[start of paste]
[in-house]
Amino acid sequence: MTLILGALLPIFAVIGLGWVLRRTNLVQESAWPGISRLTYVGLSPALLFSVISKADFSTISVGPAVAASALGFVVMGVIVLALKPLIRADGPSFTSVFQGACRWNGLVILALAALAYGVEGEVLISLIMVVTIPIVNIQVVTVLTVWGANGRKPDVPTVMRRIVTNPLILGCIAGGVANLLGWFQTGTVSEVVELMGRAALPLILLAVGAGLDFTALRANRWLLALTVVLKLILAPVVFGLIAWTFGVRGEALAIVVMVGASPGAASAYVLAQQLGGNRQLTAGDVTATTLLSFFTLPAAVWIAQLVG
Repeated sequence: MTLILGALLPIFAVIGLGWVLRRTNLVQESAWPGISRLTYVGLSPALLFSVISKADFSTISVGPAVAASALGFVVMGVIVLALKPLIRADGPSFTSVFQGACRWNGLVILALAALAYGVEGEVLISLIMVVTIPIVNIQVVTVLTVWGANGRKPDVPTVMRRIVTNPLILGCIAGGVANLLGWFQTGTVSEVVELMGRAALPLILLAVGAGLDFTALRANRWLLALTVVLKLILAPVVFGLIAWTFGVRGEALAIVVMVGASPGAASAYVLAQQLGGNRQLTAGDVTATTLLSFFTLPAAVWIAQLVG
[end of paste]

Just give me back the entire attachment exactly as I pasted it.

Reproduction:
[in-house]
Amino acid sequence: MTLILGALLPIFAVIGLGWVLRRTNLVQESAWPGISRLTYVGLSPALLFSVISKADFSTISVGPAVAASALGFVVMGVIVLALKPLIRADGPSFTSVFQGACRWNGLVILALAALAYGVEGEVLISLIMVVTIPIVNIQVVTVLTVWGANGRKPDVPTVMRRIVTNPLILGCIAGGVANLLGWFQTGTVSEVVELMGRAALPLILLAVGAGLDFTALRANRWLLALTVVLKLILAPVVFGLIAWTFGVRGEALAIVVMVGASPGAASAYVLAQQLGGNRQLTAGDVTATTLLSFFTLPAAVWIAQLVG
Repeated sequence: MTLILGALLPIFAVIGLGWVLRRTNLVQESAWPGISRLTYVGLSPALLFSVISKADFSTISVGPAVAASALGFVVMGVIVLALKPLIRADGPSFTSVFQGACRWNGLVILALAALAYGVEGEVLISLIMVVTIPIVNIQVVTVLTVWGANGRKPDVPTVMRRIVTNPLILGCIAGGVANLLGWFQTGTVSEVVELMGRAALPLILLAVGAGLDFTALRANRWLLALTVVLKLILAPVVFGLIAWTFGVRGEALAIVVMVGASPGAASAYVLAQQLGGNRQLTAGDVTATTLLSFFTLPAAVWIAQLVG